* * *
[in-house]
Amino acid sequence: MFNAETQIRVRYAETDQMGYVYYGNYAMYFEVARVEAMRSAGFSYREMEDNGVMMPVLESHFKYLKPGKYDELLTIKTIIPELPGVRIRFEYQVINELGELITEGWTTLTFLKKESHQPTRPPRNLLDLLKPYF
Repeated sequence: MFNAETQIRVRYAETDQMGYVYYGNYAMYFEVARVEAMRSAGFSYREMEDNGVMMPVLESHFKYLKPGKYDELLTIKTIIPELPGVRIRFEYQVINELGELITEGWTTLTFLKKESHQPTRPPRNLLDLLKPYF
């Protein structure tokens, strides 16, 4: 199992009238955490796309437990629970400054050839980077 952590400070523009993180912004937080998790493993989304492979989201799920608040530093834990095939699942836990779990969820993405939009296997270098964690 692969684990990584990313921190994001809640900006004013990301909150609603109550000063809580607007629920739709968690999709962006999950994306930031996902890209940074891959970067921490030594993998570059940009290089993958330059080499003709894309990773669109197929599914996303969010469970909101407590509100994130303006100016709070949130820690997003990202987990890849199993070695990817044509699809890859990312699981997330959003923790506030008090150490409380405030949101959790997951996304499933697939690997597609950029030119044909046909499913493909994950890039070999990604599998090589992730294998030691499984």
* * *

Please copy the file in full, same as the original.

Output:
[in-house]
Amino acid sequence: MFNAETQIRVRYAETDQMGYVYYGNYAMYFEVARVEAMRSAGFSYREMEDNGVMMPVLESHFKYLKPGKYDELLTIKTIIPELPGVRIRFEYQVINELGELITEGWTTLTFLKKESHQPTRPPRNLLDLLKPYF
Repeated sequence: MFNAETQIRVRYAETDQMGYVYYGNYAMYFEVARVEAMRSAGFSYREMEDNGVMMPVLESHFKYLKPGKYDELLTIKTIIPELPGVRIRFEYQVINELGELITEGWTTLTFLKKESHQPTRPPRNLLDLLKPYF
């Protein structure tokens, strides 16, 4: 199992009238955490796309437990629970400054050839980077 952590400070523009993180912004937080998790493993989304492979989201799920608040530093834990095939699942836990779990969820993405939009296997270098964690 692969684990990584990313921190994001809640900006004013990301909150609603109550000063809580607007629920739709968690999709962006999950994306930031996902890209940074891959970067921490030594993998570059940009290089993958330059080499003709894309990773669109197929599914996303969010469970909101407590509100994130303006100016709070949130820690997003990202987990890849199993070695990817044509699809890859990312699981997330959003923790506030008090150490409380405030949101959790997951996304499933697939690997597609950029030119044909046909499913493909994950890039070999990604599998090589992730294998030691499984």